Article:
Martinotti cells are small, specialized, multipolar neurons with ascending axons and short branching dendrites. They are scattered throughout various layers of the cerebral cortex and send their axons up to the cortical layer I where they form axonal arborization. The arbors transgress multiple columns in layer VI and make contacts with the distal tuft dendrites of pyramidal cells. Martinotti cells express somatostatin and sometimes calbindin, but not parvalbumin or vasoactive intestinal peptide.
Recent research suggests that Martinotti cells are associated with a cortical dampening mechanism. When the pyramidal neuron, which is the most common type of neuron in the brain, starts getting overexcited, Martinotti cells start sending inhibitory signals to the surrounding neurons, representing crucial interneurons for feedback inhibition in and between neocortical layers and columns (Wang et al, 2004). Martinotti cells have been proposed to be involved in memory formation and storage (Eccles, 1983) and in neurodegenerative diseases (Beal et al. 1988).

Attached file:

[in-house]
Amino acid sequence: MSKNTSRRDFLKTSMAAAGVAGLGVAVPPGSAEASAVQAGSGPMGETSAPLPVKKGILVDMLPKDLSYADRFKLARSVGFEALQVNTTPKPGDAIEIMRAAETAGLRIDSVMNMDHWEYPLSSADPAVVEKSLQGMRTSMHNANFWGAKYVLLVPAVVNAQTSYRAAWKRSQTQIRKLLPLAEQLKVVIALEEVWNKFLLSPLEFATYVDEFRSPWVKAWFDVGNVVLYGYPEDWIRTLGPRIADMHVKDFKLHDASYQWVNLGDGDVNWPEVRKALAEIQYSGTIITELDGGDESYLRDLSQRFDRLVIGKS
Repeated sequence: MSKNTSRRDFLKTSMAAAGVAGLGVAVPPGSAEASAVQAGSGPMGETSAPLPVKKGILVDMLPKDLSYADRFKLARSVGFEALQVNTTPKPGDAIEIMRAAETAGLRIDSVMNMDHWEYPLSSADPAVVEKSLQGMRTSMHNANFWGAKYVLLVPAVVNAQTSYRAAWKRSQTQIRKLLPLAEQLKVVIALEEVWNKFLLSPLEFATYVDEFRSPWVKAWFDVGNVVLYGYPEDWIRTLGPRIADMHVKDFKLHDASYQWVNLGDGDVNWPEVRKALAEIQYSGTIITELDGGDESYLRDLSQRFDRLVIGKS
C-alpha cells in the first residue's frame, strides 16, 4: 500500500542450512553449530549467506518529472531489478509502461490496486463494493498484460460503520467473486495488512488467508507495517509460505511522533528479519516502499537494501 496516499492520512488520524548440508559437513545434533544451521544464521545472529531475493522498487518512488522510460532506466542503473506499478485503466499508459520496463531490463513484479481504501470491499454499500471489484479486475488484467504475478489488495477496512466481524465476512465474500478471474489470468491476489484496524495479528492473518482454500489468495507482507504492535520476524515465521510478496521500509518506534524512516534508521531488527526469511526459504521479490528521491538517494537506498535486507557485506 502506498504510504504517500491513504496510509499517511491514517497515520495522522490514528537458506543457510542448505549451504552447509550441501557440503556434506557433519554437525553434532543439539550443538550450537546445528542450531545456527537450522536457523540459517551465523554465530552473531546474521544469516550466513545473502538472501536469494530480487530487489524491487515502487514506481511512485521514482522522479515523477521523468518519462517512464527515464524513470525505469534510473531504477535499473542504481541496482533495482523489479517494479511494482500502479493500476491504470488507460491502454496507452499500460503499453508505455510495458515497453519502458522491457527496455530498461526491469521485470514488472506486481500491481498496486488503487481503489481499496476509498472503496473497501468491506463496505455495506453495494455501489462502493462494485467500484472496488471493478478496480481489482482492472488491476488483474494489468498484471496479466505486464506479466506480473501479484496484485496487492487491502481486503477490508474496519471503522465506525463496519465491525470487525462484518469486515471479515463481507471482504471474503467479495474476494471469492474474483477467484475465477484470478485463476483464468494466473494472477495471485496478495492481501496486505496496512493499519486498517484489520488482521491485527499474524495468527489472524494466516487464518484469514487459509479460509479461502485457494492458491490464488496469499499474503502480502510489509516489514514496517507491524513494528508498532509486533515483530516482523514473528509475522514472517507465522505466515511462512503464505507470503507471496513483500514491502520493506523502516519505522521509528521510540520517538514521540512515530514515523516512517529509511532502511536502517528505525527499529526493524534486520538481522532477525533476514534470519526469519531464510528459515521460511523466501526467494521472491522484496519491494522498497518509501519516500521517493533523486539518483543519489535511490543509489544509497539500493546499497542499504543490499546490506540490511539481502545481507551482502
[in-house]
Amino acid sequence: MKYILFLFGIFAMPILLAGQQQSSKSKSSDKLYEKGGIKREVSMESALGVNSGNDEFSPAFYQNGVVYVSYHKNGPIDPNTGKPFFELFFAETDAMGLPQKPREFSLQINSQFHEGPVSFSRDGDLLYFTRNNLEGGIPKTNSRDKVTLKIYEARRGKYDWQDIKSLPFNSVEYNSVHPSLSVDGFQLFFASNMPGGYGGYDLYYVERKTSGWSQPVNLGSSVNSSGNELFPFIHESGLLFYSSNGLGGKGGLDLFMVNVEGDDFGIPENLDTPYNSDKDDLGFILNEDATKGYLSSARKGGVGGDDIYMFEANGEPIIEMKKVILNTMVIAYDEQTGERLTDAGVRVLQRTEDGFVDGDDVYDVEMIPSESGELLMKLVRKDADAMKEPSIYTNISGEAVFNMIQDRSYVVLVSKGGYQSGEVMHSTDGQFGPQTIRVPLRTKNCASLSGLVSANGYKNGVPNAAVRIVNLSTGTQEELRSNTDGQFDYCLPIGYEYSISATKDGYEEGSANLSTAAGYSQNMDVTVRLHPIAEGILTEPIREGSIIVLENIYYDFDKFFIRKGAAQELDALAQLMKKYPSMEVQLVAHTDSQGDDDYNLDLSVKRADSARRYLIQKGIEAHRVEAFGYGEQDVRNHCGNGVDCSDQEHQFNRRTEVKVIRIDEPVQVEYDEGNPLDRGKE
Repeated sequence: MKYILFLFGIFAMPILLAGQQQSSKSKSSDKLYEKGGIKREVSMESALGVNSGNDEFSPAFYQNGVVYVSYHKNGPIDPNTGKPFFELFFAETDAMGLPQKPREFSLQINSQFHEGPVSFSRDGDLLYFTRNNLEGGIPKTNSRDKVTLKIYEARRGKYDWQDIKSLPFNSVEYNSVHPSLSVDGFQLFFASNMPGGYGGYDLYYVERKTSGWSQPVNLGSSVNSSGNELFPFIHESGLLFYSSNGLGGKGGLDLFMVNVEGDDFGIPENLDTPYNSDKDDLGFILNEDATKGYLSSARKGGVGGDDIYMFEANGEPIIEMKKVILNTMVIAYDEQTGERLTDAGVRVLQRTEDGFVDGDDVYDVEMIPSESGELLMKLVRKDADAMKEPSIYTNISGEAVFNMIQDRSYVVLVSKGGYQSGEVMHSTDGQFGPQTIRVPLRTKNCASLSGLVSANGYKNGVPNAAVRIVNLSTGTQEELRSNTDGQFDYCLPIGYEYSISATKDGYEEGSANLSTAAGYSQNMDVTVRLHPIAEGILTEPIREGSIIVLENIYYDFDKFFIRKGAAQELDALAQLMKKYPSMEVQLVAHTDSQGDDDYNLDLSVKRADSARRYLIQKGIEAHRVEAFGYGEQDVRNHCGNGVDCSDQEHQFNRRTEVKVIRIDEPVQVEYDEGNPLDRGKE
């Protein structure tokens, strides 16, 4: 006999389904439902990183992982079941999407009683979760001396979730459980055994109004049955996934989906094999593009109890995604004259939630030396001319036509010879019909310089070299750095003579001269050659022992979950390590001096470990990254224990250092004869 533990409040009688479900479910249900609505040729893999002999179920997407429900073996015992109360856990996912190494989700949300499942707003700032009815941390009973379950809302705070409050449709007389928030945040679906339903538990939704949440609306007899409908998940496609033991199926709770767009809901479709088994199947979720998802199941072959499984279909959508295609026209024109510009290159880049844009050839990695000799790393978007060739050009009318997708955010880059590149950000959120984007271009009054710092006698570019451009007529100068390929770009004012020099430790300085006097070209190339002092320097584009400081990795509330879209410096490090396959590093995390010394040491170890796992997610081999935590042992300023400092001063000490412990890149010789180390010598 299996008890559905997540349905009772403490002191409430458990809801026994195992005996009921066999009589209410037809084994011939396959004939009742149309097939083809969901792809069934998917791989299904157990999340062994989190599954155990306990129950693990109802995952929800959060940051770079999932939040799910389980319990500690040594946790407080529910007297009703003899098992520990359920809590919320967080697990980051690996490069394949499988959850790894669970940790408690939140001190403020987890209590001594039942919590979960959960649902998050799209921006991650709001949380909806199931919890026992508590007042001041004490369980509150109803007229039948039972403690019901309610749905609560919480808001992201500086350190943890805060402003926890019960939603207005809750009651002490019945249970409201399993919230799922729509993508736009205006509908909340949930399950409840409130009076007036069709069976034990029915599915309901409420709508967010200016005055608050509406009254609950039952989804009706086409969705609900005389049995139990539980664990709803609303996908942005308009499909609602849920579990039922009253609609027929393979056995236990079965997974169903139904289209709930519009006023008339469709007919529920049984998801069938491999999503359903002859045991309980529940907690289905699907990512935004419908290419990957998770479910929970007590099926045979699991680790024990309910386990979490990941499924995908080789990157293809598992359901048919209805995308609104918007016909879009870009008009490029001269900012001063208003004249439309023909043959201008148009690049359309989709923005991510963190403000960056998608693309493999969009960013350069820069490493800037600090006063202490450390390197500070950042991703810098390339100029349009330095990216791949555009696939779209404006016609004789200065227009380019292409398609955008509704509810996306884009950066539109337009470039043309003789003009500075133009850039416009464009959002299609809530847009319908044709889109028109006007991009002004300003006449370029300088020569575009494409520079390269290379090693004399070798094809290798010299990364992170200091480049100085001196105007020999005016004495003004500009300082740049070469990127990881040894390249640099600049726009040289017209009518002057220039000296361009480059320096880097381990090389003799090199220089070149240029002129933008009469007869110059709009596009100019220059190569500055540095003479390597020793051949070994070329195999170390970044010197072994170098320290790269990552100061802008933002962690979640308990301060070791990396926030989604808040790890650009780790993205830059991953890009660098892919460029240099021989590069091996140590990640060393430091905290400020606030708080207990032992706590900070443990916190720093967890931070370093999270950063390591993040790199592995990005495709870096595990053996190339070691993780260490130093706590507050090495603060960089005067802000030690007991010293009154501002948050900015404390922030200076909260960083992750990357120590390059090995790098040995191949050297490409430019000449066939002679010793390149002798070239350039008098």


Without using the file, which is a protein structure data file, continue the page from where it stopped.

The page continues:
Martinotti cells were discovered by Carlo Martinotti, a student of Camillo Golgi.